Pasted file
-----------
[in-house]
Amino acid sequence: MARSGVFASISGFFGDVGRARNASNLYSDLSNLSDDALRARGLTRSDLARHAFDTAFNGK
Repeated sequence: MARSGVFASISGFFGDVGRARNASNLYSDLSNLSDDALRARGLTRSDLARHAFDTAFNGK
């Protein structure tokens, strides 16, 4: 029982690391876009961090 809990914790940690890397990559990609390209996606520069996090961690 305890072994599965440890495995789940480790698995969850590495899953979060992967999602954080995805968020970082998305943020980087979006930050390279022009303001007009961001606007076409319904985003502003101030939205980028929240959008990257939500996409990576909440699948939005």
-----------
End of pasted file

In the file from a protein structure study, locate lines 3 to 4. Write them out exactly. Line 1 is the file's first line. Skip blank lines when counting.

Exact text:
Repeated sequence: MARSGVFASISGFFGDVGRARNASNLYSDLSNLSDDALRARGLTRSDLARHAFDTAFNGK
């Protein structure tokens, strides 16, 4: 029982690391876009961090 809990914790940690890397990559990609390209996606520069996090961690 305890072994599965440890495995789940480790698995969850590495899953979060992967999602954080995805968020970082998305943020980087979006930050390279022009303001007009961001606007076409319904985003502003101030939205980028929240959008990257939500996409990576909440699948939005």